Notre Dame Fighting Irish running back Atkinson III jumps into the arms of teammate Martin after a touchdown against Wake Forest Demon Deacons during their NCAA college football game in South Bend, Indiana

Martin’s return keyed by Hiestand’s results

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You won’t confuse Harry Hiestand for a man looking for greener pastures. The veteran offensive line coach, in his first season in South Bend, has no qualms being a position coach, a job that might seem like old hat for a respected assistant who has coached in a Super Bowl and spent the last three decades working in the trenches.

“As I’ve gone on in the years, I’ve found that what we do with the offensive line is what excites me,” Hiestand said. “It’s what brings me to work every day with a good attitude. An opportunity to work with those guys. It’s not to be a play caller or a head coach. That’s not really what motivates me everyday. What motivates me is seeing a group of guys, taking a group and trying to help them be the best that they can be as individuals and then put an offensive line together that can go out on the field and function and go out and win.”

Hiestand’s approach was music to the ears of the Irish offensive line, a group that rebuilt the right side and came together to be one of the most balanced offensive attacks in college football, averaging over 200 yards of offense on the ground and through the air this season.

While getting Mike Golic Jr. and Christian Lombard up to speed, and developing a second string with virtually no experience, Hiestand found one of his strongest supporters in his best player. Zack Martin, who decided to return for a fifth season after winning three straight lineman of the year awards for the Irish, paid Hiestand the ultimate compliment by returning for another year of tutelage.

“He’s everything I’ve ever wanted in an offensive line coach,” Martin said. “He pushes you on the field. He’s a technician. He’s taught us what it means to work, but off the field he’s somebody you can sit down and talk to and go have dinner with. The pride that he’s kind of instilled back in the offensive line here at Notre Dame, which hasn’t been here for a while, we started it and I want to finish it out next year.”

The return of Martin as the team’s left tackle means three veterans will anchor the line, with Martin, Chris Watt and Christian Lombard all returning. While finding Braxston Cave’s replacement at center will be imperative, having one of the nation’s top left tackles certainly cushions the blow quite nicely.

Hiestand was effusive in his praise of Martin, one of the most underrated linemen in college football according to the line coach.

“I’m not really sure who makes those decisions,” Hiestand said of All-American honors. “I watch an awful lot of film, so does our coaching staff. We don’t see anybody out there better than him. He’ll get it next year, I guess.

“He does everything: power plays, runs inside zone, outside zone. He’s a physical presence on the left side in the running game and he’s an excellent pass protector. I’d love to see the guy that somebody thinks is better than him, because I haven’t seen him.”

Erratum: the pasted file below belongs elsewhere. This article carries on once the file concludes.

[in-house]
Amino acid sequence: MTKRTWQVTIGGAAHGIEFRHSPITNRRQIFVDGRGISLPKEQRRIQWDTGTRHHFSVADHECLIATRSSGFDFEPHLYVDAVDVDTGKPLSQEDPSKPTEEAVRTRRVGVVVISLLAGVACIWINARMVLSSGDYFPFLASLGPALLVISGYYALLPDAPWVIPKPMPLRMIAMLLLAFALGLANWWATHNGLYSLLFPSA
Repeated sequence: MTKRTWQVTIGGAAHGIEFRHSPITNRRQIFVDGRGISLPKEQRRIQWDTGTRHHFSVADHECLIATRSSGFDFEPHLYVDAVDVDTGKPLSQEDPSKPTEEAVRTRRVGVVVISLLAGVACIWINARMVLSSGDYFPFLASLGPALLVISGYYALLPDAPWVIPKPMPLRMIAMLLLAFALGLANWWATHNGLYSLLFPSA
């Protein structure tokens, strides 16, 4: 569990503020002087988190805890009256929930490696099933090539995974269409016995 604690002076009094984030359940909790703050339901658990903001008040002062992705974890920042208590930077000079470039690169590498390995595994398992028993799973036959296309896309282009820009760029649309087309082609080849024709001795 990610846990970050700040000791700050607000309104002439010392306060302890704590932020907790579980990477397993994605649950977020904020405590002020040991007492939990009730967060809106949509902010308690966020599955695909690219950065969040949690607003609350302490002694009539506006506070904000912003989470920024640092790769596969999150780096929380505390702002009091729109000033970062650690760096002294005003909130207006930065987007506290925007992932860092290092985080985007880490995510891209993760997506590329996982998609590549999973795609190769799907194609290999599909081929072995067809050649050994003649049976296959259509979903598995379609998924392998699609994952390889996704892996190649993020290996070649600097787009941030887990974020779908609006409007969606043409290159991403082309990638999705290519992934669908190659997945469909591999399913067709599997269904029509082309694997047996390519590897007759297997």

To his credit, Martin wasn’t too worried about the snubs, though he did earn second team All-American honors from the Walter Camp team.

“I’d much rather be on an undefeated team playing for the national title,” Martin said. “It didn’t bother me at all.”

After spending the past two years with Ed Warinner, there’s been no secret that the entire line has gelled under Hiestand’s supervision, a key hire for Kelly after Warinner left to join Urban Meyer’s staff as offensive line coach and co-offensive coordinator. And while the Irish ground game had taken steps forward in the first two years of Kelly’s tenure, Martin talked about the benefits of Hiestand’s hands-on philosophy, and how the communal play has helped the Irish succeed.

“So many people think that the offensive line is going out there and making one-on-one blocks,” Martin said. “But I’ve got to know what the right guard is doing. The ability to know what everyone is doing and playing together is a big thing we’ve been working on all year. We’ve gotten better, and we know that we haven’t played a complete game together.”

That opportunity to play a complete game is just less than three weeks away, against one of the most talented defenses in the country. But thanks to Hiestand, Martin and company are relishing the opportunity.

“The offensive line at Notre Dame the last how many years has been kind of the whipping boy of the team, so it’s time to change that,” Martin said. “I don’t think we could have gotten a better guy.”

Five Irish players sign UFA contracts

Matthias Farley
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Notre Dame had seven players selected in the 2016 NFL Draft, trailing only Ohio State, Clemson and UCLA on the weekend tally. But after the draft finished, the Irish had five more players get their shot at playing on Sundays.

Chris Brown signed with the Dallas Cowboys. Romeo Okwara will begin his career with the New York Giants. Matthias Farley and Amir Carlisle signed contracts with the Arizona Cardinal. Elijah Shumate agreed to a contract with the Tampa Bay Buccaneers.

After missing two seasons, Ishaq Williams will be at Giants rookie camp next weekend as well, working as a tryout player. Expect Jarrett Grace to receive similar opportunities.